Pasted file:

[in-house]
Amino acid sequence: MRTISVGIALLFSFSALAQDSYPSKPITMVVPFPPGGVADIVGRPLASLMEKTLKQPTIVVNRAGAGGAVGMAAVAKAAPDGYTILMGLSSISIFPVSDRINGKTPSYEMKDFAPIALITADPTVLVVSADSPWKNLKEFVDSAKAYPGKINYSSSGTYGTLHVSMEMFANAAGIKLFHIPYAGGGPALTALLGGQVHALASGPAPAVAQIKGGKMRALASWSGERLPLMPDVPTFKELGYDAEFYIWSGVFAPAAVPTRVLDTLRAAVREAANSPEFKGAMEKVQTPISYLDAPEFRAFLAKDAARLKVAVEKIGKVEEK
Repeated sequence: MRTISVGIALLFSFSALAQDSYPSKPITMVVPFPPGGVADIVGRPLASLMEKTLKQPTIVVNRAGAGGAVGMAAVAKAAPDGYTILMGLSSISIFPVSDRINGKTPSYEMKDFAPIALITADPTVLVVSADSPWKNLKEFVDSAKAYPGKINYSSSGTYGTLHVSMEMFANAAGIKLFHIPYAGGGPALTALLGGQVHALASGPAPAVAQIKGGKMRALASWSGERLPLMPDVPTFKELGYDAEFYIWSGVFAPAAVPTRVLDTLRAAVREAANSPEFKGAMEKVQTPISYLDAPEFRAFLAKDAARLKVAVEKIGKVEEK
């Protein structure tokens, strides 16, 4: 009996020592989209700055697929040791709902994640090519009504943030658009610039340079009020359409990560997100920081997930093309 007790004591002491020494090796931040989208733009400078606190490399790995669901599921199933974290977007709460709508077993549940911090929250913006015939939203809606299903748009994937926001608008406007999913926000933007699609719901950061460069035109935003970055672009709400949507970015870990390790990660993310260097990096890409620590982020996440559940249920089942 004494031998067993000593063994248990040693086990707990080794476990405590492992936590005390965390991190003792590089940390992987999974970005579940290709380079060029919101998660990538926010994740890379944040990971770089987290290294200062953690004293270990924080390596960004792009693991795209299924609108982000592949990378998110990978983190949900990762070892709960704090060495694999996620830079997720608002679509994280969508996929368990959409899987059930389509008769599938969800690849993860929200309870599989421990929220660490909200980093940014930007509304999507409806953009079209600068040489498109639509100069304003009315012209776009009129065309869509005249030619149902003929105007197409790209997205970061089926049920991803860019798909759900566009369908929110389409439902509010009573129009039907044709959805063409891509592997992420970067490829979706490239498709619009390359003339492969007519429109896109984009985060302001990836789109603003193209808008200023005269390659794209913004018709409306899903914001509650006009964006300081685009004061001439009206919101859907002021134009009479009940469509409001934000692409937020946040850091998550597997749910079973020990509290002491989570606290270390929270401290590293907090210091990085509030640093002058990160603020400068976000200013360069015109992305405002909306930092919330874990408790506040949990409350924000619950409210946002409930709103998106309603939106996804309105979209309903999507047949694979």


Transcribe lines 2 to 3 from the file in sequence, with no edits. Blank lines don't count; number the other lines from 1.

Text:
Amino acid sequence: MRTISVGIALLFSFSALAQDSYPSKPITMVVPFPPGGVADIVGRPLASLMEKTLKQPTIVVNRAGAGGAVGMAAVAKAAPDGYTILMGLSSISIFPVSDRINGKTPSYEMKDFAPIALITADPTVLVVSADSPWKNLKEFVDSAKAYPGKINYSSSGTYGTLHVSMEMFANAAGIKLFHIPYAGGGPALTALLGGQVHALASGPAPAVAQIKGGKMRALASWSGERLPLMPDVPTFKELGYDAEFYIWSGVFAPAAVPTRVLDTLRAAVREAANSPEFKGAMEKVQTPISYLDAPEFRAFLAKDAARLKVAVEKIGKVEEK
Repeated sequence: MRTISVGIALLFSFSALAQDSYPSKPITMVVPFPPGGVADIVGRPLASLMEKTLKQPTIVVNRAGAGGAVGMAAVAKAAPDGYTILMGLSSISIFPVSDRINGKTPSYEMKDFAPIALITADPTVLVVSADSPWKNLKEFVDSAKAYPGKINYSSSGTYGTLHVSMEMFANAAGIKLFHIPYAGGGPALTALLGGQVHALASGPAPAVAQIKGGKMRALASWSGERLPLMPDVPTFKELGYDAEFYIWSGVFAPAAVPTRVLDTLRAAVREAANSPEFKGAMEKVQTPISYLDAPEFRAFLAKDAARLKVAVEKIGKVEEK